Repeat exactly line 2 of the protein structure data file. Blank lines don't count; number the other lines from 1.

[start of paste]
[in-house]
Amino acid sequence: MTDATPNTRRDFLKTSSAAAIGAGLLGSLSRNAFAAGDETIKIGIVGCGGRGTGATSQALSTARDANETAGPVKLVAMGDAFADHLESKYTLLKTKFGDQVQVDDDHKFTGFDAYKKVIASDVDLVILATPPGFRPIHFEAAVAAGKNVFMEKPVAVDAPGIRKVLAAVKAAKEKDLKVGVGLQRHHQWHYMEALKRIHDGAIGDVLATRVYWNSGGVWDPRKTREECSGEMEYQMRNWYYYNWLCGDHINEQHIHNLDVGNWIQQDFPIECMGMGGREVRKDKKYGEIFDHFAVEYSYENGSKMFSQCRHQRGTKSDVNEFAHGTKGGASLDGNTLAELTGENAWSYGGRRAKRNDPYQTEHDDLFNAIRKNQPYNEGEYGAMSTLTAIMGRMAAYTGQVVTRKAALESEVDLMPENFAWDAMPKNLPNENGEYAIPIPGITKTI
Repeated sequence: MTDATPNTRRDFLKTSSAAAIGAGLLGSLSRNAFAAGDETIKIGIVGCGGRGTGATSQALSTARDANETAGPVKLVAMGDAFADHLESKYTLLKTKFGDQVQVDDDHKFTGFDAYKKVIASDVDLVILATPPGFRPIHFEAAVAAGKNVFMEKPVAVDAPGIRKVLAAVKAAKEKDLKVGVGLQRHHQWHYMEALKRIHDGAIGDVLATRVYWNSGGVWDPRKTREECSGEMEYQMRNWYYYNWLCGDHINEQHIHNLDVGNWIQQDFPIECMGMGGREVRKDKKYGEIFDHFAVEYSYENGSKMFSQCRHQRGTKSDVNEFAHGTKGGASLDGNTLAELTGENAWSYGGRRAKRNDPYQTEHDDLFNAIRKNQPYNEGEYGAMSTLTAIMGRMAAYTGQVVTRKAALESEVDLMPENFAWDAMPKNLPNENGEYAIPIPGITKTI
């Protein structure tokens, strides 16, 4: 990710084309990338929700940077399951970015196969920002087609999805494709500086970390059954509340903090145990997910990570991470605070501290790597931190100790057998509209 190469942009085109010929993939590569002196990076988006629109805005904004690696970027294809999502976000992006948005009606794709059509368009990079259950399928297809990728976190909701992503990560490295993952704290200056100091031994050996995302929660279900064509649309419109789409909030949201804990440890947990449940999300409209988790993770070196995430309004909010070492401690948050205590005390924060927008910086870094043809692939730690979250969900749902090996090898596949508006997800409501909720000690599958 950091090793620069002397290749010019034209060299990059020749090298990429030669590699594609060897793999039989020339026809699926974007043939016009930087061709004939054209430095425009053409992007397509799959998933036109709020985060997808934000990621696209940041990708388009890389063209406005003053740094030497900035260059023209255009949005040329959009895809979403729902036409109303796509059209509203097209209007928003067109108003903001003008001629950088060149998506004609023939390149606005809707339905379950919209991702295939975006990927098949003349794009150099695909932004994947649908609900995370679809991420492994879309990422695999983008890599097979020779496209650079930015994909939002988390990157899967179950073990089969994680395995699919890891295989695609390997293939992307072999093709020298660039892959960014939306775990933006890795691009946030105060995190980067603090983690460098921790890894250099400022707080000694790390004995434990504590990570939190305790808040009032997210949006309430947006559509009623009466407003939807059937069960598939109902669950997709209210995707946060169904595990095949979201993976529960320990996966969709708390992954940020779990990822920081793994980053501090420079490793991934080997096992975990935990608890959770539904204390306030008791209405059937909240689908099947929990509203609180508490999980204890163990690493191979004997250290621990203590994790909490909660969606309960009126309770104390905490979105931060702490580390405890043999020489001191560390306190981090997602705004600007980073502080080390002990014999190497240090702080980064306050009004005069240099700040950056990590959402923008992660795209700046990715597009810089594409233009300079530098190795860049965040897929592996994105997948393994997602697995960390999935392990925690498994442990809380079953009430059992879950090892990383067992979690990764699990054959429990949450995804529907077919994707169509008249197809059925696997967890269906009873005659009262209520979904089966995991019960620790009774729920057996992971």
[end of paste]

Amino acid sequence: MTDATPNTRRDFLKTSSAAAIGAGLLGSLSRNAFAAGDETIKIGIVGCGGRGTGATSQALSTARDANETAGPVKLVAMGDAFADHLESKYTLLKTKFGDQVQVDDDHKFTGFDAYKKVIASDVDLVILATPPGFRPIHFEAAVAAGKNVFMEKPVAVDAPGIRKVLAAVKAAKEKDLKVGVGLQRHHQWHYMEALKRIHDGAIGDVLATRVYWNSGGVWDPRKTREECSGEMEYQMRNWYYYNWLCGDHINEQHIHNLDVGNWIQQDFPIECMGMGGREVRKDKKYGEIFDHFAVEYSYENGSKMFSQCRHQRGTKSDVNEFAHGTKGGASLDGNTLAELTGENAWSYGGRRAKRNDPYQTEHDDLFNAIRKNQPYNEGEYGAMSTLTAIMGRMAAYTGQVVTRKAALESEVDLMPENFAWDAMPKNLPNENGEYAIPIPGITKTI